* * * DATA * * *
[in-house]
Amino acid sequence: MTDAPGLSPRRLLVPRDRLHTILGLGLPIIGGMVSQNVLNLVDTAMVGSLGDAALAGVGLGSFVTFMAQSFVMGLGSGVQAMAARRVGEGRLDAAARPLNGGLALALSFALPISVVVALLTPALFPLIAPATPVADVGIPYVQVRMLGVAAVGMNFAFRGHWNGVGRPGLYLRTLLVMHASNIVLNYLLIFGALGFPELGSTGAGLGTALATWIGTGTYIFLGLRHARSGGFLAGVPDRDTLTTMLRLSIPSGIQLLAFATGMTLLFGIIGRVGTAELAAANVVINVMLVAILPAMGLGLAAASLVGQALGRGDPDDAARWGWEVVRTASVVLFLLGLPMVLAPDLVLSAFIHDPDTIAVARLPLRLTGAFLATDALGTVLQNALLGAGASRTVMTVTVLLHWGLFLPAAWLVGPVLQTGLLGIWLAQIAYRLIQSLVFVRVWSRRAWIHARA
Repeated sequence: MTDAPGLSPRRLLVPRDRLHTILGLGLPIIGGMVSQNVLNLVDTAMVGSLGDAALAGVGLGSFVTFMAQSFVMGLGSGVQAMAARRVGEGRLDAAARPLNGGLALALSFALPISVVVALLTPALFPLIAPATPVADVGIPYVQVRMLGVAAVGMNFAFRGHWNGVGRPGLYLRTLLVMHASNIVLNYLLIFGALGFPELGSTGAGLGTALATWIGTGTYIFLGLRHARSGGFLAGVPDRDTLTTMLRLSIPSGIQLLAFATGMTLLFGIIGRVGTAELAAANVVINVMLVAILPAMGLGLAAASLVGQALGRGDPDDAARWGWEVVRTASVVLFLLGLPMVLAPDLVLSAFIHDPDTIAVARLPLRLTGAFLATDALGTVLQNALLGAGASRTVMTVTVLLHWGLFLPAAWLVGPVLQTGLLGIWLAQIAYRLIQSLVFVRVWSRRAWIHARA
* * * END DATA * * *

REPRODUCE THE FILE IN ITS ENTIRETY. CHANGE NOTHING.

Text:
[in-house]
Amino acid sequence: MTDAPGLSPRRLLVPRDRLHTILGLGLPIIGGMVSQNVLNLVDTAMVGSLGDAALAGVGLGSFVTFMAQSFVMGLGSGVQAMAARRVGEGRLDAAARPLNGGLALALSFALPISVVVALLTPALFPLIAPATPVADVGIPYVQVRMLGVAAVGMNFAFRGHWNGVGRPGLYLRTLLVMHASNIVLNYLLIFGALGFPELGSTGAGLGTALATWIGTGTYIFLGLRHARSGGFLAGVPDRDTLTTMLRLSIPSGIQLLAFATGMTLLFGIIGRVGTAELAAANVVINVMLVAILPAMGLGLAAASLVGQALGRGDPDDAARWGWEVVRTASVVLFLLGLPMVLAPDLVLSAFIHDPDTIAVARLPLRLTGAFLATDALGTVLQNALLGAGASRTVMTVTVLLHWGLFLPAAWLVGPVLQTGLLGIWLAQIAYRLIQSLVFVRVWSRRAWIHARA
Repeated sequence: MTDAPGLSPRRLLVPRDRLHTILGLGLPIIGGMVSQNVLNLVDTAMVGSLGDAALAGVGLGSFVTFMAQSFVMGLGSGVQAMAARRVGEGRLDAAARPLNGGLALALSFALPISVVVALLTPALFPLIAPATPVADVGIPYVQVRMLGVAAVGMNFAFRGHWNGVGRPGLYLRTLLVMHASNIVLNYLLIFGALGFPELGSTGAGLGTALATWIGTGTYIFLGLRHARSGGFLAGVPDRDTLTTMLRLSIPSGIQLLAFATGMTLLFGIIGRVGTAELAAANVVINVMLVAILPAMGLGLAAASLVGQALGRGDPDDAARWGWEVVRTASVVLFLLGLPMVLAPDLVLSAFIHDPDTIAVARLPLRLTGAFLATDALGTVLQNALLGAGASRTVMTVTVLLHWGLFLPAAWLVGPVLQTGLLGIWLAQIAYRLIQSLVFVRVWSRRAWIHARA